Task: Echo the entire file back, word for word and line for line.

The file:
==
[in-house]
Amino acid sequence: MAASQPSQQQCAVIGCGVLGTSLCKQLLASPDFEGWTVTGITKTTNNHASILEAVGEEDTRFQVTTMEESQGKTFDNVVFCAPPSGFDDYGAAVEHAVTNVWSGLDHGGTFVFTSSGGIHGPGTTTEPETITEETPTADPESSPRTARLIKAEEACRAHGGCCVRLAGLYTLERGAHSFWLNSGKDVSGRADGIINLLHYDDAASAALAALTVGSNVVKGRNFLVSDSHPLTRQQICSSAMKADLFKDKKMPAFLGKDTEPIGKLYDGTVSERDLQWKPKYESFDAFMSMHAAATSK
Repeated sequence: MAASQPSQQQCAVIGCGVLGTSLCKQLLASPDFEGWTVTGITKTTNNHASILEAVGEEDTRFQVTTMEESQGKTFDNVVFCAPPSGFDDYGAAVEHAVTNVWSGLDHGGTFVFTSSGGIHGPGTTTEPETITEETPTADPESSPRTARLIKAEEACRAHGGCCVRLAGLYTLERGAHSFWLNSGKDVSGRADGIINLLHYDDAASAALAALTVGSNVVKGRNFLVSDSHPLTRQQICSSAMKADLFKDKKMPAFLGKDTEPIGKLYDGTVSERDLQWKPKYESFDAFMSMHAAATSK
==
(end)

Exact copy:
[in-house]
Amino acid sequence: MAASQPSQQQCAVIGCGVLGTSLCKQLLASPDFEGWTVTGITKTTNNHASILEAVGEEDTRFQVTTMEESQGKTFDNVVFCAPPSGFDDYGAAVEHAVTNVWSGLDHGGTFVFTSSGGIHGPGTTTEPETITEETPTADPESSPRTARLIKAEEACRAHGGCCVRLAGLYTLERGAHSFWLNSGKDVSGRADGIINLLHYDDAASAALAALTVGSNVVKGRNFLVSDSHPLTRQQICSSAMKADLFKDKKMPAFLGKDTEPIGKLYDGTVSERDLQWKPKYESFDAFMSMHAAATSK
Repeated sequence: MAASQPSQQQCAVIGCGVLGTSLCKQLLASPDFEGWTVTGITKTTNNHASILEAVGEEDTRFQVTTMEESQGKTFDNVVFCAPPSGFDDYGAAVEHAVTNVWSGLDHGGTFVFTSSGGIHGPGTTTEPETITEETPTADPESSPRTARLIKAEEACRAHGGCCVRLAGLYTLERGAHSFWLNSGKDVSGRADGIINLLHYDDAASAALAALTVGSNVVKGRNFLVSDSHPLTRQQICSSAMKADLFKDKKMPAFLGKDTEPIGKLYDGTVSERDLQWKPKYESFDAFMSMHAAATSK